The kitchen is one of the most important, and utilized rooms in the home.
It is also one of the most common & easiest spaces to become cluttered/disorganized.
As a Certified Professional Organizer, one of the first things I do with a client is complete a walk-through of the space. This allows me to get a feel for space, determine the level of effort required to achieve their organizing goals, and for the Client to share with me their pain points and ultimate vision. Even if you decide to not work with a Professional Organizer, having a clearly defined vision or goal will go a long way to keep you motivated and create long-term simple maintenance strategies.
No matter the size of your kitchen, sectioning the space into designated areas or "zones" is the simplest way to keep items organized and accessible for day-to-day use.
A typical kitchen is usually made up of five (5) different "zones". Depending on your daily routine and the amount of space available, these "zones" can vary in size and location within the space.
Zone 1: Storage
Typically, storage in kitchens is found in cabinets (above or below counters), drawers and in larger kitchens, an island.
Storage is one of the most important aspects of a kitchen. Grouping liked items together (i.e. baking supplies, cookware etc.) keeps everything together and accessible.
With smaller spaces, it is important to be creative and constructive with your space (for example, using lazy susans to organize cups/bowls or drawer dividers to separate items) will allow you to do more with less (especially if you de-clutter/edit items no longer used).
There is a variety of organizing storage solutions available on the market, but I like to encourage Clients to re-purpose containers they have laying around the home before purchasing brand-new ones.
Zone 2: Preparation
When preparing food, either for a delicious home-cooked dinner with your family or meal-prepping lunches for kids of the week, being able to easily access the items you need, and utilizing a clear workspace is important.
Typically, these activities are completed on a countertop (or island if available) so it is important to keep that space clear of clutter and other items at all times. not only will this create a specified working area, but help keep items organized and the space tidy.
Additionally, the items you use for preparing food (i.e. cutting boards, knives & food containers) should all be stored close to the designated food preparation zone to make items accessible and encourage you to use the space appropriately.
Zone 3: Food
Aside from storing our appliances, dishes & silverware, kitchens are primarily used to store food items. There are three sub-sections of this zone:
1. Pantry - storage for dry goods
2. Fridge - storage for fresh food
3. Freezer - storage for extra food
Just as it is important to keep the rest of the kitchen organized, the same process should be applied to your pantry, fridge and freezer. later blog posts will go into further detail on some organizing suggestions for these spaces, but it is important to note that they should not be overlooked.
In smaller kitchens where a pantry may not be feasible, but space to store items is limited, it is time to get creative to think of a spot that is close to the kitchen that can be turned into a pantry so you don't lose valuable kitchen storage.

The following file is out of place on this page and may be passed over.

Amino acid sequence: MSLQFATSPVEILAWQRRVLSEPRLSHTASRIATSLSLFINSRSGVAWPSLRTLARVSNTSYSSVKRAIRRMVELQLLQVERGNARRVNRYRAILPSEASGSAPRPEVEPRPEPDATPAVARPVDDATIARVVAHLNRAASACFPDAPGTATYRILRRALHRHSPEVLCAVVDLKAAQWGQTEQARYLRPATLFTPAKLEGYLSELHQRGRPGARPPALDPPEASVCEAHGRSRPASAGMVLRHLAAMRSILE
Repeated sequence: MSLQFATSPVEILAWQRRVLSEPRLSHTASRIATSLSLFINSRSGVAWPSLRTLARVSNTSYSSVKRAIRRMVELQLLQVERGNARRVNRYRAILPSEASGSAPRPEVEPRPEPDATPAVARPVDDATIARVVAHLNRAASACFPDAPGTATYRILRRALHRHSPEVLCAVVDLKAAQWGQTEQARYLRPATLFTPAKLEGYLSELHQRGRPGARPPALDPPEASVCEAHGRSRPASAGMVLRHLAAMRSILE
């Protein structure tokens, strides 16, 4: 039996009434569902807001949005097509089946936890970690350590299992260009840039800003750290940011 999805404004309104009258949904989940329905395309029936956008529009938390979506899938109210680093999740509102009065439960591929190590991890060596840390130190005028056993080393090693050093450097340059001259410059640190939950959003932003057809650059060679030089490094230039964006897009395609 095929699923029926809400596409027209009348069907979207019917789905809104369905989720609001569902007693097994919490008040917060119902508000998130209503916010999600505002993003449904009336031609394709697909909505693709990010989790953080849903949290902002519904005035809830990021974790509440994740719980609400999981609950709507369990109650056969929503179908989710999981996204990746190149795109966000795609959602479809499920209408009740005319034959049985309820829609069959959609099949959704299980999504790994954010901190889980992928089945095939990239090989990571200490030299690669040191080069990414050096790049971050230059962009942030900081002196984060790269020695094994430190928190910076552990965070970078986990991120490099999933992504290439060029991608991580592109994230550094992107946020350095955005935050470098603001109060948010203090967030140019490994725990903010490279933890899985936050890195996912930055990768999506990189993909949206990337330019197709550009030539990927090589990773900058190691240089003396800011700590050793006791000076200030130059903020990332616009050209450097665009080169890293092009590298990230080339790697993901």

For example, my husband and I live in a small 2-bedroom apartment with a small kitchen with limited counter and storage space. We decided to re-purpose a narrow hall closet that we were not using to create a makeshift pantry. It's close to the kitchen and allows us to make great use of some "dead space" in our apartment.
Zone 4: Cooking
Having a designated place to cook meals or maybe just reheat some leftovers for a quick lunch is important to keep your kitchen organized and tidy!
Storing items such as pots and pants close to the oven/ stovetop is a great way to remain motivated to cook more meals at home.
if you have a microwave, having a designated spot for it (that is not a countertop) will allow for more space to prepare food items. Also, to make sure these items keep working well, light cleaning of them daily (i.e. wiping down the surfaces) and more though cleaning every 2-3 months (i.e. cleaning your oven) will keep your kitchen smelling nice and food cooking well!
Zone 5: Cleaning
Last, but certainly not least, every kitchen should have a designated cleaning "zone".
The traditional location for cleaning supplies is under the kitchen sink. This is also a great place to hide recycling or garbage if you are limited in floor space.
Cleaning does not only apply to the supplies, but also to washing dishes, either by hand or with a dishwasher. Items such as dish soap or dishwasher detergent should be kept close to the sink or dishwasher. You can also keep your everyday dishes close by to make loading and unloading the dishwasher that much easier.
Practicing simple cleaning etiquette in your kitchen will not only keep your kitchen tidy but also sanitary to prevent yourself and others in your home from getting sick.
Sectioning your kitchen into these different "zones" will come in handy when looking to re-organize or declutter the space. Remember to consider all aspects of the room, including how you use the space now and what would make it more efficient in the future.
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About the Author: Brittany Smith lives in Ottawa, Canada with her husband and feline furbaby Zoey. She is a Certified Professional Organizer, Owner, and Founder of Control the Chaos, a Professional Organizing business that provides personalized in-home, virtual and digital organizing services aimed at transforming anyone's chaos into calm.